V. I. Lenin

A Little Picture In Illustration Of Big Problems

Delivered: End of 1918 or beginning of 1919
First Published: Pravda No. 258, November 7, 1926; Published according to the manuscript
Source: Lenin’s Collected Works, 4th English Edition, Progress Publishers, Moscow, 1972 Volume 28, pages 386-389
Translated: Clemens Dutt; Edited by Robert Daglish
Transcription/HTML Markup: David Walters & Robert Cymbala
Online Version: V. I. Lenin Internet Archive May, 2002

Comrade Sosnovsky, editor of Byednota has brought me a remarkable book. As many workers and peasants as possible should be made familiar with it. Most valuable lessons, splendidly illustrated by vivid examples, are to be drawn from it on some of the major problems of socialist construction. The book, by Comrade Alexander Todorsky, is called A Year with Rifle and Plough and was published in the little town of Vesyegonsk by the local uyezd Executive Committee to mark the anniversary of the October Revolution.

The author describes the year's experience of the men in charge of organising Soviet power in the Vesyegonsk Uyezd—first the Civil War, the revolt of the local kulaks and its suppression, and then “peaceful creative life”.The author has succeeded in giving such a simple, and at the same time such a lively, account of the course of the revolution in this rural backwater, that to attempt to retell it could only weaken its effect. This book should be distributed as widely as possible, and it would be very good if many more of those who have been working among the people and with the people, in the very thick of life, sat down to describe their experiences. The publication of several hundred, or even several dozen, such descriptions, the best, most truthfully and plainly told and containing numerous valuable facts, would be infinitely more useful to the cause of socialism than many of the newspaper and magazine articles and books by professional journalists and writers who only too often cannot see real life for the paper they write on.

Let me give a brief example from Comrade Todorsky's narrative. It was suggested that “merchant hands” should not be allowed to go “unemployed”, but should be encouraged to “set to work”.

“. . .With this end in view, three young, energetic and very businesslike manufacturers, E. Yefremov, A. Loginov and N. Kozlov, were summoned to the Executive Committee and ordered on pain of imprisonment and confiscation of all property to set up a sawmill and tannery. The work was started immediately.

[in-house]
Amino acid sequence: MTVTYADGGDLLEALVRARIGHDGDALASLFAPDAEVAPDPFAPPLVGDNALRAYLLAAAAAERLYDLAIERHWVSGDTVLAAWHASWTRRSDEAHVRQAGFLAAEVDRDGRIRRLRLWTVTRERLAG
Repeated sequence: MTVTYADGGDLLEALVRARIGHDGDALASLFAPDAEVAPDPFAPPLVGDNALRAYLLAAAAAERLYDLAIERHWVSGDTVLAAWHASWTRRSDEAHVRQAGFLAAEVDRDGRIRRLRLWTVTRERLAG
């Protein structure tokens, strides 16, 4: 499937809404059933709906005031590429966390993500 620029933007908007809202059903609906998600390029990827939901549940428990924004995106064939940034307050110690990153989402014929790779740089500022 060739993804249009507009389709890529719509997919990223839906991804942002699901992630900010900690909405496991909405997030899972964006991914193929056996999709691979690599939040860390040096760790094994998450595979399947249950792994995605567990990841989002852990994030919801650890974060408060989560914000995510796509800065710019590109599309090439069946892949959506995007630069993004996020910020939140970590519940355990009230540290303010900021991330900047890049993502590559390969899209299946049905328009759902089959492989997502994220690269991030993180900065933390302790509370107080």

“. . .The Soviet authorities were not mistaken in their choice of men, and the manufacturers, to their credit, were among the first to realise that they were not dealing with ‘casual and temporary guests’, but with real masters who had taken power firmly into their hands.

“. . .Having quite rightly realised this, they set to work energetically to carry out the orders of the Executive Committee, with the result that Vesyegensk now has a sawmill going at full swing, covering the needs of the local population and filling orders for a new railway under construction.

“. . .As to the tannery, the premises are now ready, and the engine, drums and ether machinery, obtained from Moscow, are being installed, so that in a month and a half, or two at the most, Vesyegonsk will be getting fine leather of its own make.

“. . .The building of two Soviet plants by ‘non-Soviet’ hands is a good example of how to fight a class which is hostile to us.

“. . .To rap the exploiters over the knuckles, to render them harmless or ‘finish them off’, is only half the job. The whole job will be done only when we compel them to work, and with the fruits of their labour help to improve the new life and strengthen Soviet power.”

These fine and absolutely true words should be carved in stone and prominently displayed in every Economic Council, food organisation, factory, land department and so on. For what has been understood by our comrades in remote Vesyegonsk is all too often stubbornly ignored by Soviet officials in the capitals. It is quite common to meet a Soviet intellectual or worker, a Communist, who turns his nose up at the mere mention of co-operative societies and declares with an air of profound importance—and with equally profound stupidity—that these are not Soviet hands, they are bourgeois people, shopkeepers, Mensheviks, that at such and such a time and place the co-operators used their financial manipulations to conceal aid given to whiteguards, and that in our Socialist Republic the supply and distribution apparatus must be built up by clean Soviet hands.